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Legislative Assembly for the ACT: 1995 Week 01 Hansard (Wednesday, 3 May 1995) . . Page.. 148 ..

We are already talking to people like the Architects Institute and so on. A number of people who have had quite substantial experience in areas like international competitions are giving us input at this stage. We have approached the Federal Government for them to be part of this whole approach because the NCPA’s expertise will be invaluable. We see this as very important. When we progress to having at least base guidelines for the international competition, based upon the sorts of things I have just spoken about, we would be very pleased to have input from the whole Assembly and, for that matter, the community.

MR CONNOLLY: I ask a supplementary question. Noting your comment that this will be limited only by the imagination, before your announcement what projections were you given about the future demand for housing, retail and commercial space in the ACT, particularly in the South Canberra and Kingston area?

MRS CARNELL: The whole basis of a competition is coming up - - - 

Mr Berry: “We do not know”.

Mr Connolly: No projections; just imagination.

MRS CARNELL: Quite seriously, to determine before we start the percentage of residential and the percentage of commercial for a project that will probably take in excess of 10 years from start to finish would simply be ridiculous. These sorts of issues are based upon needs at the time, obviously. Look at the way that the old Expo site has been handled in Brisbane, at how Darling Harbour has been handled in Sydney, and the Melbourne redevelopment. They show you the sorts of things that can be done that are very exciting for the community, for tourists and so on.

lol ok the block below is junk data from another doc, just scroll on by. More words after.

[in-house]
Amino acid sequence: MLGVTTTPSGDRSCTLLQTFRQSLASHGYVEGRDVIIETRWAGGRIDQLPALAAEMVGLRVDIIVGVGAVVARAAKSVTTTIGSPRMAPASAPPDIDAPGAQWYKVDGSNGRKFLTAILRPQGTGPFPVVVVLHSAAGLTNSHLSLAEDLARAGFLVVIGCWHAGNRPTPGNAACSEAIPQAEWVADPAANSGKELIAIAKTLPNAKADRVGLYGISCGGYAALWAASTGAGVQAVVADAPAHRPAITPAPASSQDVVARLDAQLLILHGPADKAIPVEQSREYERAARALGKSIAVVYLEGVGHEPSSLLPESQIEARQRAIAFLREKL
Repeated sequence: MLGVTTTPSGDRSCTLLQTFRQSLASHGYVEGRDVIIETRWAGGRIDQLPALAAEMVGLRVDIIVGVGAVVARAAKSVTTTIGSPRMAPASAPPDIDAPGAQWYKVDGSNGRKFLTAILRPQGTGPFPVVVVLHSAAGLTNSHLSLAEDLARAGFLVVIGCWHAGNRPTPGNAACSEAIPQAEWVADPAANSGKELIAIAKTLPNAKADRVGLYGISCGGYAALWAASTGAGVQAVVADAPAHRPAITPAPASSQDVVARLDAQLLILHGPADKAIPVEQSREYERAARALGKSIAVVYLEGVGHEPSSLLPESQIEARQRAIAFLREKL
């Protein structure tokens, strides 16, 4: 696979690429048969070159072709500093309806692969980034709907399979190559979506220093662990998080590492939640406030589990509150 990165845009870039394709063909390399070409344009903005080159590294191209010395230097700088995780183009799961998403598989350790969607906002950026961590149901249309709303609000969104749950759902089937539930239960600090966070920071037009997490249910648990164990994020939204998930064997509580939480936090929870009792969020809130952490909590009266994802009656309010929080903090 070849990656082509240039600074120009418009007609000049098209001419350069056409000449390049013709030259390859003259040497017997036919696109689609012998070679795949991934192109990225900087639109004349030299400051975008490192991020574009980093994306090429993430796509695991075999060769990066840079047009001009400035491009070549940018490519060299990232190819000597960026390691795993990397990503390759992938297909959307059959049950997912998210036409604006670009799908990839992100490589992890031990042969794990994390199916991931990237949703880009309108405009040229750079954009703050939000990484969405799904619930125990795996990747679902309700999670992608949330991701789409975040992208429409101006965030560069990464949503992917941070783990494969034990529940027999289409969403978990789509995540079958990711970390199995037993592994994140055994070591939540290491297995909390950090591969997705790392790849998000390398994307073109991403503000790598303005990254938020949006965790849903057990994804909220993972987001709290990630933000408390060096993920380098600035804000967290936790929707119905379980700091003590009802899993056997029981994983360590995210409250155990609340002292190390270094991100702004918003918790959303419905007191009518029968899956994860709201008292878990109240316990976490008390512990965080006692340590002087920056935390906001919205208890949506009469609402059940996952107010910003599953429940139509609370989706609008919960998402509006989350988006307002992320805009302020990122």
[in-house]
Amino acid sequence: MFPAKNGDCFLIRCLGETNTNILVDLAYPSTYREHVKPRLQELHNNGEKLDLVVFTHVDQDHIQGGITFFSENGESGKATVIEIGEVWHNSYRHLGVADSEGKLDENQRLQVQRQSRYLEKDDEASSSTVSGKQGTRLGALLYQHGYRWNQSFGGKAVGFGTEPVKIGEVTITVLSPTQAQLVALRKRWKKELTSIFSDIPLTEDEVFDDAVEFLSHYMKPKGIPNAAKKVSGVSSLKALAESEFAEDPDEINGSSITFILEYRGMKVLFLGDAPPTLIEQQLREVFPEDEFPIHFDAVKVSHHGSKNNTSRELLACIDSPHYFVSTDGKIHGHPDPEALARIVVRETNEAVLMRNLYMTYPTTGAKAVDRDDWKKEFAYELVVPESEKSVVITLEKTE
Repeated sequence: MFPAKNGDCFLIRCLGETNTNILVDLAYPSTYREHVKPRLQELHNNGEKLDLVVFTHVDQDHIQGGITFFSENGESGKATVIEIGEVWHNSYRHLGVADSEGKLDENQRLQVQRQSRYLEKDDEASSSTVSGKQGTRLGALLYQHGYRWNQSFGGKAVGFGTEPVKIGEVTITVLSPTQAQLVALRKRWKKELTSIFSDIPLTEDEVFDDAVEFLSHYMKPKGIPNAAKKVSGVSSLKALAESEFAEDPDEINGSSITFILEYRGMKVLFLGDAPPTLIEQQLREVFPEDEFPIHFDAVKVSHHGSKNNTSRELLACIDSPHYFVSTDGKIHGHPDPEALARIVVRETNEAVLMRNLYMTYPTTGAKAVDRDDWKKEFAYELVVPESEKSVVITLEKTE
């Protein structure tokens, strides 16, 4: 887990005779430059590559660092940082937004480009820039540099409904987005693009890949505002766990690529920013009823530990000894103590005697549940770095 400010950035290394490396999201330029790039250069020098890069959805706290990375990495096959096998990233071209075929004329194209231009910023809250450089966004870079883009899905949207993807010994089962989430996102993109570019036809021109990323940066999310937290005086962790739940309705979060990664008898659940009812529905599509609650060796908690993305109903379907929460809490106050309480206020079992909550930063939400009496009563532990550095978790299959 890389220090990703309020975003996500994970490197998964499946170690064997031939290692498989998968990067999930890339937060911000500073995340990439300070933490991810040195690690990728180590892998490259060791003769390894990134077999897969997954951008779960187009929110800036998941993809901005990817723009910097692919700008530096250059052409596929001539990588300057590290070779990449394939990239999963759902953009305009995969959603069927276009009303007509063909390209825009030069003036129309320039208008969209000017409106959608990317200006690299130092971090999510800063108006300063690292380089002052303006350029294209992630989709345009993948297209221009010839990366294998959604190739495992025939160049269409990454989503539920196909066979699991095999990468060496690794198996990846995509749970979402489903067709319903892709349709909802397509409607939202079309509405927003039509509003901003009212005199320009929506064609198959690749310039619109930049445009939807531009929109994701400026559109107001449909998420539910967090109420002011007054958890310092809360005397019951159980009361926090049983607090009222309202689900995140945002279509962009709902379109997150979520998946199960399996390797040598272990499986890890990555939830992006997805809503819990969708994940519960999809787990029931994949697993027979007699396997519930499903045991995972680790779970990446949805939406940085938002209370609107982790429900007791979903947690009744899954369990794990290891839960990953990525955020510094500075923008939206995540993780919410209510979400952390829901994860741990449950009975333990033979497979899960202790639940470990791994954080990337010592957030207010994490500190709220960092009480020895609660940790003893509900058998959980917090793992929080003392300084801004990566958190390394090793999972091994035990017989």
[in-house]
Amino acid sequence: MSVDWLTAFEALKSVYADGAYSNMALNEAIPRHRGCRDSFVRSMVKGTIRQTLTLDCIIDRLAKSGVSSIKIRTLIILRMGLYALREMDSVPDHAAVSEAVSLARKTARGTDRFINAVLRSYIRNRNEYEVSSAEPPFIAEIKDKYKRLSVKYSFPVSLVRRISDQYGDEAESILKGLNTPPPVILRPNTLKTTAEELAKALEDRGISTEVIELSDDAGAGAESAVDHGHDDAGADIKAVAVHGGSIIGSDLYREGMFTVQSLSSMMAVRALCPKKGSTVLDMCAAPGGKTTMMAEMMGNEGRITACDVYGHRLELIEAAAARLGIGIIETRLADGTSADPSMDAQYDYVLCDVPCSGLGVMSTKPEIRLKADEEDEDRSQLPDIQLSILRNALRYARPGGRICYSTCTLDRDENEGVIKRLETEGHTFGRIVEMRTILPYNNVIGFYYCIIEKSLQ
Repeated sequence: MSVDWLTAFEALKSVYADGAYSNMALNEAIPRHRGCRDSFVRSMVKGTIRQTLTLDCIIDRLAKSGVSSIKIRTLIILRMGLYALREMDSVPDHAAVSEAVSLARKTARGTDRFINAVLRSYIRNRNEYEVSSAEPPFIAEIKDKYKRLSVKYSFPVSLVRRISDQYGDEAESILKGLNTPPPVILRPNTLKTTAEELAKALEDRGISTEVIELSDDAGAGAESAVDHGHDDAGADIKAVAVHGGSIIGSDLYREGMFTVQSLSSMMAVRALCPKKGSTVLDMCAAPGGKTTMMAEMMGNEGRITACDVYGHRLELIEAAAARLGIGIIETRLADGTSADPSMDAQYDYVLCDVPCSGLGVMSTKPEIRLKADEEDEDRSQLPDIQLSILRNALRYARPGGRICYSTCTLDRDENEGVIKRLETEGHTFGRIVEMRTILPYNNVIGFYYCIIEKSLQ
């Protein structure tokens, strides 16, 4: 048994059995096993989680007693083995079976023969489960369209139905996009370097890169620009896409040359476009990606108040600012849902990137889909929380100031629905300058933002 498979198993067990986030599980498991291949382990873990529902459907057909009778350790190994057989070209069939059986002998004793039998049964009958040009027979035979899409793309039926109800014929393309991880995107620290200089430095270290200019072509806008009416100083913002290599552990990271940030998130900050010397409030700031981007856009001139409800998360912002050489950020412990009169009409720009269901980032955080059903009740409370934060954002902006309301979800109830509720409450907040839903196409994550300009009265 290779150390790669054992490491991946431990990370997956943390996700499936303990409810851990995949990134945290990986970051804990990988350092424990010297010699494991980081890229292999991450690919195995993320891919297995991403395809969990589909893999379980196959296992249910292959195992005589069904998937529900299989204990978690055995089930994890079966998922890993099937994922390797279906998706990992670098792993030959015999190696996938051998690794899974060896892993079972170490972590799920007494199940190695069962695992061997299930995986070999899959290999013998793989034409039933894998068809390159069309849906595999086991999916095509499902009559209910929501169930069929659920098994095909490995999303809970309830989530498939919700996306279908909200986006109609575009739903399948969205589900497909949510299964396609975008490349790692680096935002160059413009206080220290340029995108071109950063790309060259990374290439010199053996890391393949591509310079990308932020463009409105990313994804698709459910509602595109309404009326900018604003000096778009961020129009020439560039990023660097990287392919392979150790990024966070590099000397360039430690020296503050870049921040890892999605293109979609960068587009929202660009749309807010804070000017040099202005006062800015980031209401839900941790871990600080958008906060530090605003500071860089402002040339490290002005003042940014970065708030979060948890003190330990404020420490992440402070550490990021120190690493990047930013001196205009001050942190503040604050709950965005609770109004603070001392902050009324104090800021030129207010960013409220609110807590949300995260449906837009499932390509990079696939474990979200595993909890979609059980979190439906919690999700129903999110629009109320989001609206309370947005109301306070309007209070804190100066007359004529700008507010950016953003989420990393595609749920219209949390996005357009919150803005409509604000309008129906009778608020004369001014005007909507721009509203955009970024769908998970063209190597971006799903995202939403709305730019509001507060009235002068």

To get tied down in areas like just how much commercial space should be part of this program before we even go for the competition would be simply ridiculous. What should be part of the stipulation is that we do not want high rise development on the lake foreshore, we do not want the height of buildings that would be expected, and so on. The rest of it must be able to be subject to negotiations. This really does show the previous Government's attitude to consultation generally. Their view is that you start off with a preconceived idea of what you can have and then attempt to make the whole thing work around that. That is simply ridiculous. We can be much more innovative than that if we try.

Kingston Foreshore

MS TUCKER: I would like to ask a question of the Chief Minister on the same topic. If there is a joint venture, would the interested parties and the private sector take responsibility for the assessment of contamination or would that be something that the ACT Government took on first? This also would be relevant to the design competition. Particular types of development may be more appropriate than others, depending on the nature of the contamination. For example, you might find that residential use is ruled out absolutely because of the type of contamination. When there are families living on a site

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